5 Fine Motor Activities for Children

What are fine motor skills?

Fine motor skills refer to the coordination of small muscles in the brain and nervous system responsible for controlling precise movements in key areas such as hands and fingers.

The development of fine motor skills depend on gross motor skill development. Gross motor skills refer to larger movements such as walking, crawling, and sitting independently. From initial development, children can begin to grasp objects and move small items independently. Infants will then progress onto more complex movements such as weaving and holding cutlery and pencils. Eventually, these movements will develop into writing, getting dressed and eating independently.

The importance of fine motor skills

Fine motor skills are crucial for physical development. Once control and precision are learnt, children can begin to accomplish tasks such as zipping, mark making and manipulating materials. These form part of everyday tasks we take for granted such as cooking, getting dressed and feeding ourselves.

Once children have developed fine motor skills, they can begin to develop their independence in doing a range of tasks. The ability to accomplish everyday tasks will help to improve a child’s self-esteem and confidence to explore the world around them.

5 Fine motor activities to try

1. Mark making

Suitable for ages 1-2

Mark making allows children to develop hand-eye coordination and control whilst they dab, scribble and splodge. As they develop their muscles they will progress from paint splotches, to drawing pencil lines and eventually writing.

Not only a foundation for writing, mark making allows children to develop key concentration skills that are necessary for further development and learning.

Mark making can be done with guidance or independently for children to have the opportunity to explore different materials, colours and patterns.

Finally, mark making is a great activity to support other areas of development. Children can talk about what they are painting and what colours they like as they make their creations.

2. Pincer play

Suitable for ages 2-3

Pincer play can be incorporated into many different fine motor activities, all of which will help to strengthen a child’s pincer grip. The pincer grasp refers to the coordination of the thumb and index finger to perform a task and is vital for future development.

Encourage your little ones to practice their pincer grasp with activities such as sand and water play using pipettes, droppers and scoops. Encourage children to transfer water from one beaker to another using droppers and pipettes. This will focus their efforts on their hands and grip to coordinate the movement.

Another great resource for pincer development is chopsticks! Put your little ones to the test with a chopsticks race. See how quickly children can transfer cotton wool balls from one bowl to another using chopsticks only! These activities will be effective in building strength and muscle memory in children’s hands that will become useful when learning to write.

3. Moulding

Suitable for ages 3-4

Playdough and other malleable materials are very popular with children and can be a great resource to strengthen fine motor skills. Moulding materials is a fun way for children to explore and build up strength in their small muscles and tendons.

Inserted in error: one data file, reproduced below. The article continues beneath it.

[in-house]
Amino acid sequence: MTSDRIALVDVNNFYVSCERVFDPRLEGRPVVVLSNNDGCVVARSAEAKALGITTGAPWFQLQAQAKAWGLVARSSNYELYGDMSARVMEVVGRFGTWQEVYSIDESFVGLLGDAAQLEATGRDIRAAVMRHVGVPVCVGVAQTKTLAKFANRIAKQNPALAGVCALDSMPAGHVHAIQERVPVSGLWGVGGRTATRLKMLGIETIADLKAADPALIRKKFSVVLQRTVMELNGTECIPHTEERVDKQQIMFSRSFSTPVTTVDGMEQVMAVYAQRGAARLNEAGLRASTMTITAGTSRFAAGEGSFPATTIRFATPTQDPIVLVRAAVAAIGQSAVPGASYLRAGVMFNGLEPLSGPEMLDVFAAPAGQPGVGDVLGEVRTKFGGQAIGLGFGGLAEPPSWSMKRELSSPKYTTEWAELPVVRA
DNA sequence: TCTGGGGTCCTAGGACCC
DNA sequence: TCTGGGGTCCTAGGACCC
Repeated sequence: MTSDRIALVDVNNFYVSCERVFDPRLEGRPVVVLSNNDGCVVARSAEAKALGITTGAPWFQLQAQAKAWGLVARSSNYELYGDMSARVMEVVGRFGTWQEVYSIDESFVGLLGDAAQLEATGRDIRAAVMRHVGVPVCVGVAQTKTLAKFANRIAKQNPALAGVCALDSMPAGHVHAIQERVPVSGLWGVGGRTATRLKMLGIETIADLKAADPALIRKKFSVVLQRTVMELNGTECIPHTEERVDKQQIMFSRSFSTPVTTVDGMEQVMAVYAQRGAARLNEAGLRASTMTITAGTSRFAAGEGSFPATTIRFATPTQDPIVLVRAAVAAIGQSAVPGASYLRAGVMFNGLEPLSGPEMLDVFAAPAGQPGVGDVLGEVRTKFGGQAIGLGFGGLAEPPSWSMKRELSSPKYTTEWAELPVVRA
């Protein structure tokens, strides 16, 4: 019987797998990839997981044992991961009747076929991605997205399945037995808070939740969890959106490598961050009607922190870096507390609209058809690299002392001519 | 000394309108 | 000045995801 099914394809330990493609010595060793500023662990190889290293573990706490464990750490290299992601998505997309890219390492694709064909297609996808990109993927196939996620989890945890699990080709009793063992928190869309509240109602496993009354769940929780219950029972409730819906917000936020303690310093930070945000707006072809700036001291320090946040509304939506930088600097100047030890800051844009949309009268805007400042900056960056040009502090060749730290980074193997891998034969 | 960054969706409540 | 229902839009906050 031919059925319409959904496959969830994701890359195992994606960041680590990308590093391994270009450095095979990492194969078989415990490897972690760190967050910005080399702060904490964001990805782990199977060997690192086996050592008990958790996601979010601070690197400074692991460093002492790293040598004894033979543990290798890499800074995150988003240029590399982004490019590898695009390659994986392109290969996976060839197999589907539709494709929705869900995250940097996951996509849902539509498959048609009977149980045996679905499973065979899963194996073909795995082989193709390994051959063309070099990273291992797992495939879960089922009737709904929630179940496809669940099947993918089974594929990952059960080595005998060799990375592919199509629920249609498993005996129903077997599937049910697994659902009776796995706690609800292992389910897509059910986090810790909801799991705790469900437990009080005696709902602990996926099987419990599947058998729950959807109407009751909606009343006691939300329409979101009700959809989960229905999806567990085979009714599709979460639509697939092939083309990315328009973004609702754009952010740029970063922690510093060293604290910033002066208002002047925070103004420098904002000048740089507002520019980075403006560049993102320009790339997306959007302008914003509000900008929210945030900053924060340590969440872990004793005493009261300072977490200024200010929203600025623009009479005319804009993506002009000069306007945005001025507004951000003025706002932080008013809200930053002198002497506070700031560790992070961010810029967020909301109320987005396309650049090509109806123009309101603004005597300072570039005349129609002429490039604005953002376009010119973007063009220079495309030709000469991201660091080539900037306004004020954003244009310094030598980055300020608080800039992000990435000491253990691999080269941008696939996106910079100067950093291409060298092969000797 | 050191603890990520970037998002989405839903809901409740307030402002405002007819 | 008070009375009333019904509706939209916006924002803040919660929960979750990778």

It is important to note that many children may be hesitant about touching certain materials. Help your toddler to get more comfortable exploring the new textures by showing them how to poke, squish and play using your hands or tools.

The more they play, the stronger and more capable your little ones will become. Challenge them to create different shapes to explore different hand movements or test them to use one hand and then two.

4. Pre-writing skills

Suitable for ages 4-5

Pre-writing skills are one of the core fine motor skills that children need to develop in order to learn how to write. They are an advance on mark making activities and will help your little one to build strength and movement in their fingers, wrists and grip and improve hand-eye coordination.

Pre-writing skills refer to the patterns and lines that form elements of letters that children can practice to master the correct movements necessary to write.

Pre-writing skills can be practised with little to no resources. Children can trace these lines, strokes and patterns on specialist resources using their fingers or brushes, or they can be easily replicated in materials such as sand, soil, paint or downloadable worksheets!

5. Weaving

Suitable for ages 5-6

Weaving is not only a great way to let your little ones get creative but it is excellent for developing hand-eye coordination, dexterity, concentration and problem solving skills.

You can encourage your little ones to get involved in weaving either indoors or outdoors and with a variety of different materials. To support further development you could ask your little ones to hunt for natural materials to use in their weaving frames. Leaves and flowers make excellent additions and will encourage further conversations as they hunt for their treasures.

Difficulties with fine motor development

Without fine motor skills, children’s ability to perform tasks will be limited. They may struggle to perform academically or be restricted in play. These can contribute to lower self-esteem. Use these key points to identify if a child has difficulties with fine motor activities at a glance:

  • Avoidance of fiddly tasks
  • Interest in “passive” activities like watching TV
  • Waiting for other to do a task for them such as brushing their teeth or drawing
  • Not trying when presented with a challenge and instead asking someone else to do it
  • No interest in pencil or scissors skills and activities

An appointment with your GP is recommended if you are concerned about your child’s development.

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